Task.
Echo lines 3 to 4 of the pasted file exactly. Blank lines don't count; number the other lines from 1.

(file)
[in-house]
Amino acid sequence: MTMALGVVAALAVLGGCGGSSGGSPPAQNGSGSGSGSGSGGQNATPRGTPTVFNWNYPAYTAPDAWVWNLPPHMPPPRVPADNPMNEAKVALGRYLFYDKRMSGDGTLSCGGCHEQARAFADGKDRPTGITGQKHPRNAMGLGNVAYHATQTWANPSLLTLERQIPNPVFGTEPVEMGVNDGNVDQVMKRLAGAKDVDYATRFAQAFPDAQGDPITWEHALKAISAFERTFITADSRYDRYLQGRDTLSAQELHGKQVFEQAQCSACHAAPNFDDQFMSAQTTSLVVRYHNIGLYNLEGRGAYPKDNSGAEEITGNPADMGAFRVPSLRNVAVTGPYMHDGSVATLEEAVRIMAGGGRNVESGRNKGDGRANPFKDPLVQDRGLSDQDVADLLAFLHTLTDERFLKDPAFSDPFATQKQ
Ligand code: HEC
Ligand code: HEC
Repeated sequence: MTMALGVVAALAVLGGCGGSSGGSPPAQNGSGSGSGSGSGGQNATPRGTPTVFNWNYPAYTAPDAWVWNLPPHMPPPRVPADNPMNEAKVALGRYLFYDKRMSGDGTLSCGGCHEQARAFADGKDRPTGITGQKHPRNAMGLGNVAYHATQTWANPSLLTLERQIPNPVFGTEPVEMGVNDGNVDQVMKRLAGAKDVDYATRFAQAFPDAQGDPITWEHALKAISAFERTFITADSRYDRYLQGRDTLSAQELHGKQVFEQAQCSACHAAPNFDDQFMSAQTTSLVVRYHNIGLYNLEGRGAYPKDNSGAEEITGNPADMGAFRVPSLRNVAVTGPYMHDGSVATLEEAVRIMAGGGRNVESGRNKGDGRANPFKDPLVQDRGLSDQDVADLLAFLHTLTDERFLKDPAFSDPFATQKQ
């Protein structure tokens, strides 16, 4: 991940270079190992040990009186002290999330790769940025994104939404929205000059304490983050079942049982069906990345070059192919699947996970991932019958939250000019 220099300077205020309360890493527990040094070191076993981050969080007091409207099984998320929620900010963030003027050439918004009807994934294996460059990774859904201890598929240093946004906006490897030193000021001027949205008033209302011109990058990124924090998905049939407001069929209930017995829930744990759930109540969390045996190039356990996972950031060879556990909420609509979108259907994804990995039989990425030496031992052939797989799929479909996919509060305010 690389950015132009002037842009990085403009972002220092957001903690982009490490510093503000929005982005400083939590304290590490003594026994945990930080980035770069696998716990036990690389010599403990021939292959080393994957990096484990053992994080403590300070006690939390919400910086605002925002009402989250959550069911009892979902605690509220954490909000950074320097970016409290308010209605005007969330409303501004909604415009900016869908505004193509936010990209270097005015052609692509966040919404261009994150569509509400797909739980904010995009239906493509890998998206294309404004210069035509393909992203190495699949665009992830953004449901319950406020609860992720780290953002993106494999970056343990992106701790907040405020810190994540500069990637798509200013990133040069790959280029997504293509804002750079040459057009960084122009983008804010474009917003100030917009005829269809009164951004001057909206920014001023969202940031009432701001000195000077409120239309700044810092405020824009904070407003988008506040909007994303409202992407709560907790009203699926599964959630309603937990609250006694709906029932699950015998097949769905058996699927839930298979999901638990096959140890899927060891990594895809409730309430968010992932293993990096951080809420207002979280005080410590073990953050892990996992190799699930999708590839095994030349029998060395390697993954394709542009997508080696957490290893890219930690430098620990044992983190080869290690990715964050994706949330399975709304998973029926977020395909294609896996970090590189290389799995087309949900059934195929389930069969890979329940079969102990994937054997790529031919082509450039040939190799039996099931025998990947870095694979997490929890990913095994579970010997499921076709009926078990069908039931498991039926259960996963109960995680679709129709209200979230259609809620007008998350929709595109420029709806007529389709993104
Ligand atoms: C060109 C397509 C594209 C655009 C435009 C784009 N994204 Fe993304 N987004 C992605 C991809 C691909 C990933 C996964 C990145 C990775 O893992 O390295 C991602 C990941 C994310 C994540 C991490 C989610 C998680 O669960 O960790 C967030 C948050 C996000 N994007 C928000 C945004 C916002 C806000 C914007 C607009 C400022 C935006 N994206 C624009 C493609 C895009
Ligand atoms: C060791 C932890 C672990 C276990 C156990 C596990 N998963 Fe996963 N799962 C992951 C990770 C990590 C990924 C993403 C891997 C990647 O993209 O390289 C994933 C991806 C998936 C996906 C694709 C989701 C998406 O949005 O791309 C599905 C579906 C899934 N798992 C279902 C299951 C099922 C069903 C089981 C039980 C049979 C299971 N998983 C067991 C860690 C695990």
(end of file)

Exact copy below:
Ligand code: HEC
Ligand code: HEC